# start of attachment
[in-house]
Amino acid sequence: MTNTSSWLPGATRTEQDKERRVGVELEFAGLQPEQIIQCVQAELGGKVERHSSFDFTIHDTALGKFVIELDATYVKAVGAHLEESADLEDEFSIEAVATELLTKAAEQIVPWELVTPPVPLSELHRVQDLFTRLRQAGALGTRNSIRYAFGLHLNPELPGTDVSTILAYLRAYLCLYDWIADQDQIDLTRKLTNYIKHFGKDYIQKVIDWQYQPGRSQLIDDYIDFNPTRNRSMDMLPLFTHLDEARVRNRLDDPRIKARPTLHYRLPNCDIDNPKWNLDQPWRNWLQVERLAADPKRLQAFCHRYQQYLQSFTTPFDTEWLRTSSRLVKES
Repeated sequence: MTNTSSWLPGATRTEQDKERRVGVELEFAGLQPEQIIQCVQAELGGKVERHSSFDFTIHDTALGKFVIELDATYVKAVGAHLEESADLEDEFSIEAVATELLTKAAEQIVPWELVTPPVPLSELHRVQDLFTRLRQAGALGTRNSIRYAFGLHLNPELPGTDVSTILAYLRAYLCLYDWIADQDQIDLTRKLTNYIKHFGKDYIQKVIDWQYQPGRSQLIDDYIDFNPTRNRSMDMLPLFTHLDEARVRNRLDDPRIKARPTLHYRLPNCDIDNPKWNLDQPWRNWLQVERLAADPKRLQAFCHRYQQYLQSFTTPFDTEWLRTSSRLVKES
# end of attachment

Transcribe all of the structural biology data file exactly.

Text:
[in-house]
Amino acid sequence: MTNTSSWLPGATRTEQDKERRVGVELEFAGLQPEQIIQCVQAELGGKVERHSSFDFTIHDTALGKFVIELDATYVKAVGAHLEESADLEDEFSIEAVATELLTKAAEQIVPWELVTPPVPLSELHRVQDLFTRLRQAGALGTRNSIRYAFGLHLNPELPGTDVSTILAYLRAYLCLYDWIADQDQIDLTRKLTNYIKHFGKDYIQKVIDWQYQPGRSQLIDDYIDFNPTRNRSMDMLPLFTHLDEARVRNRLDDPRIKARPTLHYRLPNCDIDNPKWNLDQPWRNWLQVERLAADPKRLQAFCHRYQQYLQSFTTPFDTEWLRTSSRLVKES
Repeated sequence: MTNTSSWLPGATRTEQDKERRVGVELEFAGLQPEQIIQCVQAELGGKVERHSSFDFTIHDTALGKFVIELDATYVKAVGAHLEESADLEDEFSIEAVATELLTKAAEQIVPWELVTPPVPLSELHRVQDLFTRLRQAGALGTRNSIRYAFGLHLNPELPGTDVSTILAYLRAYLCLYDWIADQDQIDLTRKLTNYIKHFGKDYIQKVIDWQYQPGRSQLIDDYIDFNPTRNRSMDMLPLFTHLDEARVRNRLDDPRIKARPTLHYRLPNCDIDNPKWNLDQPWRNWLQVERLAADPKRLQAFCHRYQQYLQSFTTPFDTEWLRTSSRLVKES